NEWS RELEASE: RICHMOND—Governor Ralph Northam today issued the following statement about protests in the City of Richmond.
VIRGINIA BEACH, Va. (AP) — The rampage at a Virginia Beach city government building was the latest in a string of high-profile mass shootings nationwide, between the high school killings in Parkland, Florida, and the Walmart massacre in El Paso, Texas.
As the tragedy nears its one-year anniversary Sunday, some victims’ family members feel it has effectively been forgotten after the national spotlight moved on to other mass killings, and more recently has been all but eclipsed by the coronavirus pandemic.
That leaves less pressure on authorities to provide definitive answers about why their loved ones died, they say, with the shooter’s motive officially still a mystery a year after he shot dead 12 people at the Virginia Beach Municipal Center before being killed by police.
City engineer DeWayne Craddock, 40, opened fire May 31, 2019, in offices where he had worked for more than nine years. Eleven co-workers and a contractor who was getting a permit died, four others were seriously wounded and a police officer received a bullet in his tactical vest but escaped serious injury.
The shooter had submitted his resignation the same day citing “personal reasons,” but city police investigators and an independent security firm that conducted an investigation know little about what drove him to go on his rampage, despite conducting hundreds of interviews and poring over thousands of documents.
The “answer to ‘why’ may be something we will never know,” city officials wrote in an April update on the probe.
Nixon and other family members of victims believe they have an inkling, however: What they call a toxic workplace environment and poor management by supervisors.
“I know what led to this,” said Nixon, who’s been among the most outspoken of the relatives. “It wasn’t random.”
It’s a notion echoed by Debbie Borato, sister of victim Missy Langer.
Langer had been harassed and bullied in the building, she said, and there was an office culture “that pushed that man over the edge.” Borato also said workplace security was lax.
City officials and Hillard Heintze, a Chicago-based security firm that conducted the probe, say claims of a toxic culture were not supported by the investigation.
Virginia Beach Vice Mayor James Wood said he “can’t begin to understand the grief” of the victims’ families, but investigators found nothing pointing to that.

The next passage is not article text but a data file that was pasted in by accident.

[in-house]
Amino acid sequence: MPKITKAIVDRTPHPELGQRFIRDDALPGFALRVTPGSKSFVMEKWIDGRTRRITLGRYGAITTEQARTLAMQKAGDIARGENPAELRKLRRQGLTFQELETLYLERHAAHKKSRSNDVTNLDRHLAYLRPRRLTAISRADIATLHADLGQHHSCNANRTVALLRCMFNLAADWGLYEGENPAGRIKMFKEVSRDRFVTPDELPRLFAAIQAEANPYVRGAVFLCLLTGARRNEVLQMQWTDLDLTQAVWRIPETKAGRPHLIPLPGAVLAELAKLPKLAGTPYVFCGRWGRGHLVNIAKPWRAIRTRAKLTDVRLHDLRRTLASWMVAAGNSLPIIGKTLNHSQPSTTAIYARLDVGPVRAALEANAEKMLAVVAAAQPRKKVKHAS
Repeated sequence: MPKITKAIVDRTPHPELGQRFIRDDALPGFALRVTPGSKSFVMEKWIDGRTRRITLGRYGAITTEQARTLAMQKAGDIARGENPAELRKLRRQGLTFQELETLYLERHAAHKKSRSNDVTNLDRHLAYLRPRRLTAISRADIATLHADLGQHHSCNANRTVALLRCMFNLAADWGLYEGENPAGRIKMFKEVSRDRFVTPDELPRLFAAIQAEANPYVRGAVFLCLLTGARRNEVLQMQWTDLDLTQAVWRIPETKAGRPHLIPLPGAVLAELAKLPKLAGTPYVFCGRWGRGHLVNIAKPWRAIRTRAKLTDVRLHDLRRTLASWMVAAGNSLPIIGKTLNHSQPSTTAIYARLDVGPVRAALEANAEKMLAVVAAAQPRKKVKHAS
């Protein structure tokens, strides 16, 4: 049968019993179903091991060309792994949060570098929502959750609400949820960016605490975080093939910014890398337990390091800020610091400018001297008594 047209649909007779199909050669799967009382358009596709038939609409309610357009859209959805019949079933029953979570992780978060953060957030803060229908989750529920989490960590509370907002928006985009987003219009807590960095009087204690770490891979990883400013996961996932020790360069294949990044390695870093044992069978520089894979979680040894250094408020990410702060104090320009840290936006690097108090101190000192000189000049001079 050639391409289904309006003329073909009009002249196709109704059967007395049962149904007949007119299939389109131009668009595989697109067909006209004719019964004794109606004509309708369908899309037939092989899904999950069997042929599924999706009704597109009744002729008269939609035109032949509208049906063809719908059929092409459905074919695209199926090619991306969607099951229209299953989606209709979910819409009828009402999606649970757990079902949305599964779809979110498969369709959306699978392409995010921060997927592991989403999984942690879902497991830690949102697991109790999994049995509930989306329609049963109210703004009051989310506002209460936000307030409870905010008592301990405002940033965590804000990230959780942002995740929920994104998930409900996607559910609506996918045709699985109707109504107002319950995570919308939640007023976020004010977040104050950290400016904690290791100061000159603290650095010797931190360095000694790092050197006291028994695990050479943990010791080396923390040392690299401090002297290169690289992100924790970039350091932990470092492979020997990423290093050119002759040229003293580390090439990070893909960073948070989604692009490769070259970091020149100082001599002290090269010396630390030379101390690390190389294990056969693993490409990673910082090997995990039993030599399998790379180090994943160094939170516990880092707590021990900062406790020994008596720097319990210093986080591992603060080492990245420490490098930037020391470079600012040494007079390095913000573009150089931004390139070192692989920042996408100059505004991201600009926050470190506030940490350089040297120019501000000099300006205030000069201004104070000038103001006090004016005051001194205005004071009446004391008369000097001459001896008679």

“In any organization, not every single manager and employee does everything 100 percent the right way, all the time,” Wood said. “But if there was a systematic issue, if there was a problem, we would know about it.”
The investigation also found no prior warning signs that might have enabled the city to prevent the shooting.
Relatives told investigators Craddock had become isolated and described him as acting paranoid. He had gone through a divorce and was having trouble at work, saying in unwritten emails that he had been unfairly disciplined.
But the security firm could not explain how such “stressors” might have translated into violence, and investigators said last month there was still “no evidence to support what the suspect’s motive was.”
Police say they plan to release more information but not the full investigative file once it’s complete. That has angered Nixon and others, who say they will be looking to the findings of a state commission being formed to examine the shooting.
If the Virginia Beach rampage has gotten a bit lost in the popular consciousness, it’s perhaps in part because it occurred in a year that set a record for mass shootings, defined as involving four deaths or more: There were 33 of them in the country in 2019, according to a database compiled by The Associated Press, USA Today and Northeastern University.
Among the five mass shootings with over 10 dead in 2018 and 2019, most became part of larger narratives involving national and emotional issues. Two happened at schools in Florida and Texas, continuing a string of attacks on children, while shootings at an El Paso Walmart and a Pittsburgh synagogue were motivated by racism and anti-Semitism, respectively.
Office shooting sprees, experts say, while horrifying, typically do not resonate with Americans in the same way as more indiscriminate shootings at places such as movie theaters or concerts.
“Public interest and focus have a lot to do with whether people can see themselves as a victim, whether it could have happened to them,” said James Alan Fox, a Northeastern University professor of criminology, law and public policy. “If it happens in a workplace, people think, ‘That’s not like my workplace.’”
The sense that the shooting has faded to the background has only been heightened by the coranavirus pandemic. Concerns about large gatherings prompted city officials to plan a virtual ceremony Sunday instead of an in-person commemoration.